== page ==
“Probably the depth and the breadth of the Leadership Beyond The Theory program, so beneath each of the modules there are those underlying themes that get teased out and there are relevant examples, so while there are a couple of those same examples in the podcast, there’s way more of them in the program, and it means that there’s always one or two that are going to resonate with you in your own personal circumstances. It also makes you dedicate time to it. Once I committed to the program, I made sure that I had time booked out in my diary so that I could sit down and focus on going through the videos. Then I would pause scenes and I would write notes and actually implement, whereas with the podcast it’s on the way to work, when I’m walking around, or just grabbing things and I’m not completely committed and focused on the learnings.”

Join the pre-register list at www.youceomentor.com/register and you’ll get first dibs on a place before we open to the public. Enjoy the rest of this episode, and I encourage you take advantage of the free download for this week. The reflection questions that Marty has put together are absolute gold.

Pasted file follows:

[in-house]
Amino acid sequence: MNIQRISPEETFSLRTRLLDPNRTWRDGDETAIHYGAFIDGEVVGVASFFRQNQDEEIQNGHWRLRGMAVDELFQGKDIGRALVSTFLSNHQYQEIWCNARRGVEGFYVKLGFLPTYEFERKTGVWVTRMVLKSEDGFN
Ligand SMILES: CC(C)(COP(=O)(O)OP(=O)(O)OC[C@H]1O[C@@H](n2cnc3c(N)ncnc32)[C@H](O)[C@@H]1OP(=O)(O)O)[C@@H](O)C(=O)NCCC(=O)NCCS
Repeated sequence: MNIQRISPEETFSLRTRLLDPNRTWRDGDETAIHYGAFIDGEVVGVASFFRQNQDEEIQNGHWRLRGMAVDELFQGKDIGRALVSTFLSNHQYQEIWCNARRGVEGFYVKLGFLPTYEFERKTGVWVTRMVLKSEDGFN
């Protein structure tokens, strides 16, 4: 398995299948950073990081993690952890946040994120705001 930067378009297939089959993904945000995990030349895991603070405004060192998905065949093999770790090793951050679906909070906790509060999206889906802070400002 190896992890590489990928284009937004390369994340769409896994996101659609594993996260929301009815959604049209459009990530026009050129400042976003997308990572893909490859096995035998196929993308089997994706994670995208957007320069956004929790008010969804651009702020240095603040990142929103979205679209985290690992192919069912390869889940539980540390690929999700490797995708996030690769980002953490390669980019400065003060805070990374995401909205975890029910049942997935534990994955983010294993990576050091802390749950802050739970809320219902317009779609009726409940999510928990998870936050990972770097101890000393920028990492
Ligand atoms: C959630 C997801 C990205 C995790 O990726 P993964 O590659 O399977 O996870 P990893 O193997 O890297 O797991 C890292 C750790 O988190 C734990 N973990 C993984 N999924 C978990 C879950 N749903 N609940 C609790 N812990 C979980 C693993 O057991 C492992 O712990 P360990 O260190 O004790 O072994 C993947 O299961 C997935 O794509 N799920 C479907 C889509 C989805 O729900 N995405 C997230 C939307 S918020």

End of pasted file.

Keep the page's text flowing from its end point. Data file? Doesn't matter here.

Let’s talk about a few ways to ensure we do our utmost to find the balance that we need in our people. I’m going to cover off on five things, and we’ll close that with a set of reflection questions that you can ask yourself to keep yourself honest. The first thing is seek out soft skills as well as hard skills. Now, particularly at lower levels in organisations, we tend to look only at the technical or hard skills that an employee has. We give far too little credence to core skills like communication, planning, organising, collaborating and decision making.

In the balanced team, you need a bit of everything. For example, we were just talking about decision making. If your team is full of super decisive people with an unconscious bias for action, then decisions can be made precipitously, sometimes with quite severe consequences. On the other hand, if your team is full of consensus-oriented collaborators, nothing ever gets done, but of course everyone knows all the reasons why it’s not.